In the default setup, there is only a root user account created on the device (more on this in the next article) and that is the only user allowed to do configuration changes. As you need to be able to use that user for initial access to do initial configuration, there must be some way how to access the device for the first time. In our case, it is by using the default password.
The first thing a user (or a service personell) should do during router deployment is use one of these access services to the router and change default password, so that it is:
While the secrecy is clear, there can be some doubts about which password is safe and which is not. For example, which password is safe against automated password guessing techniques?
There are many sources describing techniques how to create good passwords (see links below), but basically, you need to understand how password guessing techniques work and that would help you finding your own way.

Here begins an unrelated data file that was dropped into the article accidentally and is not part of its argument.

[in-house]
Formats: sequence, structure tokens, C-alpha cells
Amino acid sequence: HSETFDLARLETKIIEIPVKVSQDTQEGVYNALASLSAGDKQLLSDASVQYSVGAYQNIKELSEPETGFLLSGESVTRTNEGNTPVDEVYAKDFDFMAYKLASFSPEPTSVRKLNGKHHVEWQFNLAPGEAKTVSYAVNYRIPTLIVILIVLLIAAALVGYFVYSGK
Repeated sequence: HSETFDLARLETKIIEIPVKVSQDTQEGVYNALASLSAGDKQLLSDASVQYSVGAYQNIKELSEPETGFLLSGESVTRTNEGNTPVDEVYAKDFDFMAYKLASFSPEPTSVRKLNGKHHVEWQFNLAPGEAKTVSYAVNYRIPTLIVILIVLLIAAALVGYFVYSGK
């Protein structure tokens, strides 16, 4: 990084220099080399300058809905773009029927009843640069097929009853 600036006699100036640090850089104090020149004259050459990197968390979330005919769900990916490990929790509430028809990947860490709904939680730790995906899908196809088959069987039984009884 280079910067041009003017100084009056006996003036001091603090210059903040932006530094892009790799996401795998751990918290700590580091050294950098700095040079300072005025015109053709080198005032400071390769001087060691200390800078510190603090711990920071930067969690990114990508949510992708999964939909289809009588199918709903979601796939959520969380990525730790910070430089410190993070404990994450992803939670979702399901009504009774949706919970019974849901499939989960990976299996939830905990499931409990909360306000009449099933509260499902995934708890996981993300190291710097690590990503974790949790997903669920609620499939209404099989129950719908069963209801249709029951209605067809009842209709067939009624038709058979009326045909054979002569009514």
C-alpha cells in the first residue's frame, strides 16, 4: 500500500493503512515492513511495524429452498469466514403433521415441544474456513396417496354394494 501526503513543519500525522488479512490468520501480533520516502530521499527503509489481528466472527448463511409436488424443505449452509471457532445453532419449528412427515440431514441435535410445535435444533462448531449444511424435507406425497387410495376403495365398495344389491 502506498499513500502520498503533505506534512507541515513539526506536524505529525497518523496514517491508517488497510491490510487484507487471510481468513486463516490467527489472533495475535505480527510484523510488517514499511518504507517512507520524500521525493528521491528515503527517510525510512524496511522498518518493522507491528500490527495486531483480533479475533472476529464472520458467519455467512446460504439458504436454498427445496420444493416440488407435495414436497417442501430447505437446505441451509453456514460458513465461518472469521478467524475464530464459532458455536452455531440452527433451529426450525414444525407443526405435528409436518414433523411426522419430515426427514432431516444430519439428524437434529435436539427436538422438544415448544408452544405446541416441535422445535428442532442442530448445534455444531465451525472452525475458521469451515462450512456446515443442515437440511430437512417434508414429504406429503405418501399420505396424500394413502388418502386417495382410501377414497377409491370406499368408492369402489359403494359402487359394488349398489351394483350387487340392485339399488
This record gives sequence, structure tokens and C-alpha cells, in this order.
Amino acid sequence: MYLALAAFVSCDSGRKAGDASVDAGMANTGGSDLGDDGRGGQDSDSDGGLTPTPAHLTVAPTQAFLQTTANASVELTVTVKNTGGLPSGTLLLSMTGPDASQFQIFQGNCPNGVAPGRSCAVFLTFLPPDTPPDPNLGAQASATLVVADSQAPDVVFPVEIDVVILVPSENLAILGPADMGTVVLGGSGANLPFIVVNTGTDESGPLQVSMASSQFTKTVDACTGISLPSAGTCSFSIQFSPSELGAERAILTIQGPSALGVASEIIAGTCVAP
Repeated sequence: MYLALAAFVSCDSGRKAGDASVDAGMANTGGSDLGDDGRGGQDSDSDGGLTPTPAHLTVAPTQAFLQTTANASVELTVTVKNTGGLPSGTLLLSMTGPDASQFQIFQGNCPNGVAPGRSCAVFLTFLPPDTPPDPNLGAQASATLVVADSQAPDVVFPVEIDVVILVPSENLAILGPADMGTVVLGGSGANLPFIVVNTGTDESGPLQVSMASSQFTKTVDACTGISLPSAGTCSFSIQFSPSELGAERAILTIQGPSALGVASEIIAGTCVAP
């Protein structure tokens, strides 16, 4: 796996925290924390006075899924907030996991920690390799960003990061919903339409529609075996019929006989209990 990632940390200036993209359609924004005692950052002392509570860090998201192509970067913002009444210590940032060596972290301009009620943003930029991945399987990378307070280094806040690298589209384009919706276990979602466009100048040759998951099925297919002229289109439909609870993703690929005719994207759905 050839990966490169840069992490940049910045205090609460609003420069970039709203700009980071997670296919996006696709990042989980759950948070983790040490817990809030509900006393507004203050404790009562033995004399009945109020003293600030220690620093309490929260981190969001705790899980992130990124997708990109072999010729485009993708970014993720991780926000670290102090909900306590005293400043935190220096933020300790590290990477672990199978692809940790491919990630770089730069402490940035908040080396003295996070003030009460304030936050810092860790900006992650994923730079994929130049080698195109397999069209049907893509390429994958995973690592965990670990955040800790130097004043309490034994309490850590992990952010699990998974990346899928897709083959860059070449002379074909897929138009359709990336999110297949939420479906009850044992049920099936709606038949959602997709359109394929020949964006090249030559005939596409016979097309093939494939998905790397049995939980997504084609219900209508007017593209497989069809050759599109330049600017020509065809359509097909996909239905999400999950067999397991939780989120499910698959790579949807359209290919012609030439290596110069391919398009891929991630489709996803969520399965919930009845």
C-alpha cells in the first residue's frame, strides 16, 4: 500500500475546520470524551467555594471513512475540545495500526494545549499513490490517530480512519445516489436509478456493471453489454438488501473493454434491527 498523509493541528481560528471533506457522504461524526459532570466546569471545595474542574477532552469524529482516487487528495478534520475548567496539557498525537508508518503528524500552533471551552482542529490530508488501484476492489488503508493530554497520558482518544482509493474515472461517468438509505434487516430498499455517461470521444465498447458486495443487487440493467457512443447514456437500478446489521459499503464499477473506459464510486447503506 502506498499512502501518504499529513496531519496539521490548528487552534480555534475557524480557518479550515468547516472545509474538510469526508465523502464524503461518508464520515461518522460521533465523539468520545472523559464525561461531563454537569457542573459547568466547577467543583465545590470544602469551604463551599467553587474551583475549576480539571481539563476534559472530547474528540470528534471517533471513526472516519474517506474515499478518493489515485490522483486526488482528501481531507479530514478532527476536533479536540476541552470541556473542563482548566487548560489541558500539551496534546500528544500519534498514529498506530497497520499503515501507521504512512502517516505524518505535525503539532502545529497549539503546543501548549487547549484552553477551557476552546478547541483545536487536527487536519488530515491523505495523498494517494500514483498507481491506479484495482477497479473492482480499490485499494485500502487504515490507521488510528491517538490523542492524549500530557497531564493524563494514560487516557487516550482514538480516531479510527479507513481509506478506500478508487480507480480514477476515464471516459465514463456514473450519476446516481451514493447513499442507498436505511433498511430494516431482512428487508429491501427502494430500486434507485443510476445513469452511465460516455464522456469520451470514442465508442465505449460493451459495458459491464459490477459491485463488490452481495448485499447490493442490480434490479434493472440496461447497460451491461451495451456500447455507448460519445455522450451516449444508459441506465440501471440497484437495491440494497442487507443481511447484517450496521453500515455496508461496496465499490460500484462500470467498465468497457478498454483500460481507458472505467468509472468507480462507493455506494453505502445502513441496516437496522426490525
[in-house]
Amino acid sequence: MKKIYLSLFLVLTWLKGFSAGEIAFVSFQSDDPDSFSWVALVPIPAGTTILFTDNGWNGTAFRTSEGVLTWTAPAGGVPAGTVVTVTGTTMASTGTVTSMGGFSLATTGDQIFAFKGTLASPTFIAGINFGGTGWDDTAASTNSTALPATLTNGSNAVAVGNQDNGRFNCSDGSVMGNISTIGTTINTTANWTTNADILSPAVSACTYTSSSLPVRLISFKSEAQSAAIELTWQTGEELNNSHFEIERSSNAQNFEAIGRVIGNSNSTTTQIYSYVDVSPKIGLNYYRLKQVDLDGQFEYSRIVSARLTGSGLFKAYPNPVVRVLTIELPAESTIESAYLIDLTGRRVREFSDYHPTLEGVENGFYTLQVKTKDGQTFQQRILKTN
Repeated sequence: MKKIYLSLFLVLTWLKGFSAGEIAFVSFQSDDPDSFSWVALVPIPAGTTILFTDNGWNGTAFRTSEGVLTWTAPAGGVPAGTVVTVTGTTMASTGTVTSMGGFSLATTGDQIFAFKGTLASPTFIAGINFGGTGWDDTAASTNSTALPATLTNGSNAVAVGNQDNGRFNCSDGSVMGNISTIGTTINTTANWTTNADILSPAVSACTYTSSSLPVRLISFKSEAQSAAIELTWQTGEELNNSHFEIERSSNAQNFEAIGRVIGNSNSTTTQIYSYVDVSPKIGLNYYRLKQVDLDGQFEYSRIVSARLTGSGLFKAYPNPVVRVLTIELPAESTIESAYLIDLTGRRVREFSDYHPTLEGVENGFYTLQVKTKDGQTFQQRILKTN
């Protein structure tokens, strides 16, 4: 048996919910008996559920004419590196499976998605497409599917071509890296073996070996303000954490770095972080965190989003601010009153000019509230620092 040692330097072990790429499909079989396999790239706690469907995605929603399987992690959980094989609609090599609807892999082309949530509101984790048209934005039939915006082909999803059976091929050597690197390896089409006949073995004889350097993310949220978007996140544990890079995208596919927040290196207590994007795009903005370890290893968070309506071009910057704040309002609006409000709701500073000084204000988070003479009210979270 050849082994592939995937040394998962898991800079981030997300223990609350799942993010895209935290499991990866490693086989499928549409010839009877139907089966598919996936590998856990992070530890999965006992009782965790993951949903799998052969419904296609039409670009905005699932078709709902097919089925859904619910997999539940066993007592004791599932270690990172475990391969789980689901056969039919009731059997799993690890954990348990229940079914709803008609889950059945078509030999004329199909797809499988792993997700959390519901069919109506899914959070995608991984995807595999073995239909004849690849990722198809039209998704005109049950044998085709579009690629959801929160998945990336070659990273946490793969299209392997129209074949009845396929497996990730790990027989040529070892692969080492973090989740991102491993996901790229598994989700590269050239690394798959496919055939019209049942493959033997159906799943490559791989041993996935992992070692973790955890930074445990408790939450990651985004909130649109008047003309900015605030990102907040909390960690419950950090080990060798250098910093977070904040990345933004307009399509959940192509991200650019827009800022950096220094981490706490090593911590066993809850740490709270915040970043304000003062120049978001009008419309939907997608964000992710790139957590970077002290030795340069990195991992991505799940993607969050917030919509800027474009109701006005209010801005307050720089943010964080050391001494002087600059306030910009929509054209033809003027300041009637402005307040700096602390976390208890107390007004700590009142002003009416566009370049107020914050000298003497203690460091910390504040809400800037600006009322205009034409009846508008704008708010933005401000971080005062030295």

Basically, password guessing techniques are enumerating combinations of elements and trying each of the enumerated possibilities as a password. The art of the guessing is in both crafting the rules how to combine the elements and also choosing the elements.
Just as an example, the elements may be letters (both small caps and capitals) and numbers. You can quickly see, that the length of password is important. If your password is three characters long, the number of possible combinations is much less than if the length is, say, 10 characters.
But the length of password is not the only metric. Consider a password "Christopher1990". It has 15 characters, but it is not safe. Why? The elements of password guessing algorithm may not be just letters. It may be (or it may contain) syllables or whole words. Consider an agorithm contains english names and possible birth dates. The example password above is generated (tried out) very soon.
But this is just a beginning. The algorithms are much more sophisticated - counting with average appearance of letters and numbers for each language and containing most used constructs (rules for combining different parts of password together). The above examples are given so that you understand that the length of password is important, but not the only important metric.
We will continue with the topic of configuring the access to the router in the forthcoming articles within the series. This was just something to prepare the grounds and get you started. If we are to sum up what has been covered in this article the list is like this: